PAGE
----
An Updated Umbrella Review Comparing the Safety and Effectiveness of Femtosecond Laser-Assisted Cataract Surgery with Manual Cataract Surgery
Pan SM1, Ainslie-Garcia M2, Ferko N2, Hsiao CW1, Cheng H1
1Alcon Vision LLC, Fort Worth, TX, USA, 2EVERSANA, Burlington, ON, Canada
OBJECTIVES: Femtosecond laser-assisted cataract surgery (FLACS) automates several steps of manual cataract surgery (MCS) which may provide advantages in clinical effectiveness and safety outcomes. A narrative umbrella review of systematic reviews and meta-analyses (MAs) was conducted to summarize the totality of evidence available for such outcomes.
METHODS: MEDLINE was searched for systematic reviews and MAs comparing FLACS and MCS using the terms “Femtosecond or femtolaser” and “cataract”, from 2014-01-01 to 2022-12-20.
RESULTS: The search returned eight MAs that studied clinical effectiveness or safety outcomes. Meta-analyses assessed a mix of randomized and non-randomized studies (6) or randomized controlled trials only (n=2). All reviews assessing mean phacoemulsification power (2), phacoemulsification time (4), corneal thickness at one day (3), and corrected distance visual acuity (DVA) at 6-months (2) found significantly more favorable outcomes for FLACS compared with MCS. Results favored FLACS but were mixed (significant; trending towards significance) for reduced endothelial cell loss overall (3; 1), lower corneal thickness overall (2; 1), and better corrected DVA at 1-week (2; 1). There was disagreement in the literature (FLACS significantly favored; no difference) for capsulorhexis circularity (4; 1), cumulative dissipated energy (2; 1), mean absolute error (4; 1) and uncorrected DVA (1;5). Results were mixed for the rate of complications (no difference, MCS significantly favored), but the majority of analyses found no difference in the rate of intraocular pressure (4; 1), corneal or macular edema (4; 1), or anterior (3; 2) and posterior capsular tears (3; 1), including the review with the lowest heterogeneity.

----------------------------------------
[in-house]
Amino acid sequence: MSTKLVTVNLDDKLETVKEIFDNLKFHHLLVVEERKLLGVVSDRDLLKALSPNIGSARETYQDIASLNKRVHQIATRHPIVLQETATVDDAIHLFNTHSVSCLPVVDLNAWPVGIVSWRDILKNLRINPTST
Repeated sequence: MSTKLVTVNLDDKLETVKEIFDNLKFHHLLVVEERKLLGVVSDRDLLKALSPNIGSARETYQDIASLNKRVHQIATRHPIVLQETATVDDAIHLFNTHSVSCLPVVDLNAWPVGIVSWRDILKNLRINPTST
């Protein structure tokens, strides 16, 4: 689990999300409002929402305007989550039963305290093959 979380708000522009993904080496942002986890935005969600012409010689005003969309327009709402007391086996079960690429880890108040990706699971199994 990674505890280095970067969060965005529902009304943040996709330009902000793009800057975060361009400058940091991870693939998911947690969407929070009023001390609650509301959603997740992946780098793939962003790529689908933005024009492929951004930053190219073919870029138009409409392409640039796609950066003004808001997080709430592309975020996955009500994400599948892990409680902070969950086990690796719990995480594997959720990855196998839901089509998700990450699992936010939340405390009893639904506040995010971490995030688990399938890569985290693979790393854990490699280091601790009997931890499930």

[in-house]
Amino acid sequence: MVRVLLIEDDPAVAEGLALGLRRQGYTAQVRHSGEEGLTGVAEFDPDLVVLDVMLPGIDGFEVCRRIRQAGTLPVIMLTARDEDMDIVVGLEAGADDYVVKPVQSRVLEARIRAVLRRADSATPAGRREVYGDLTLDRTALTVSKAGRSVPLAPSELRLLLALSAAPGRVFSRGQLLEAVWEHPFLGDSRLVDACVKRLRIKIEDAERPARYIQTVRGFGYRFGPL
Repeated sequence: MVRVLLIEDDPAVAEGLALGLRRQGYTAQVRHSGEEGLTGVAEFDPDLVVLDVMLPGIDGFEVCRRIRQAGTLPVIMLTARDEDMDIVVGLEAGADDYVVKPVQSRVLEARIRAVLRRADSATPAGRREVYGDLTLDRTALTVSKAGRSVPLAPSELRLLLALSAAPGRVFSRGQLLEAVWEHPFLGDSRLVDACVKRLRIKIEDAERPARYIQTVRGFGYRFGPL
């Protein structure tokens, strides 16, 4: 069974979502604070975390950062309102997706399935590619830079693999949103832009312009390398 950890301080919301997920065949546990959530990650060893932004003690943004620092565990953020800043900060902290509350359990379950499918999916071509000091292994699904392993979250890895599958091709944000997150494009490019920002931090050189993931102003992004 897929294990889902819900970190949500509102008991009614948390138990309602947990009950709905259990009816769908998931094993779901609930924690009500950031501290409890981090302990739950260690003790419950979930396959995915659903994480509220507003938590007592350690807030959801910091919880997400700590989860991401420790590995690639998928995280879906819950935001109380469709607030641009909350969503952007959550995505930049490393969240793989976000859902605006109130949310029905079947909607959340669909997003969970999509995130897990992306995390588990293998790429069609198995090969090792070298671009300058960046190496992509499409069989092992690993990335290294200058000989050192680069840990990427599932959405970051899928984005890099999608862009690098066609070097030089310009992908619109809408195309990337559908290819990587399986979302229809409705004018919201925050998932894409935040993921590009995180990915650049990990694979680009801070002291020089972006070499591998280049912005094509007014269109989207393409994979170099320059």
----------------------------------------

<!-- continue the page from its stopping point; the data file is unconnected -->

CONCLUSIONS: Conclusions generally favored FLACS, with good alignment between reviews. Greater consistency in outcomes reporting (definitions and timepoints) would help to support comparability within and between meta-analyses. Future assessment of this meta-analytic evidence with quantitative techniques would be valuable.
Conference/Value in Health Info
Value in Health, Volume 26, Issue 6, S2 (June 2023)
Clinical Outcomes, Study Approaches
Clinical Outcomes Assessment, Clinician Reported Outcomes, Literature Review & Synthesis
Sensory System Disorders (Ear, Eye, Dental, Skin), Surgery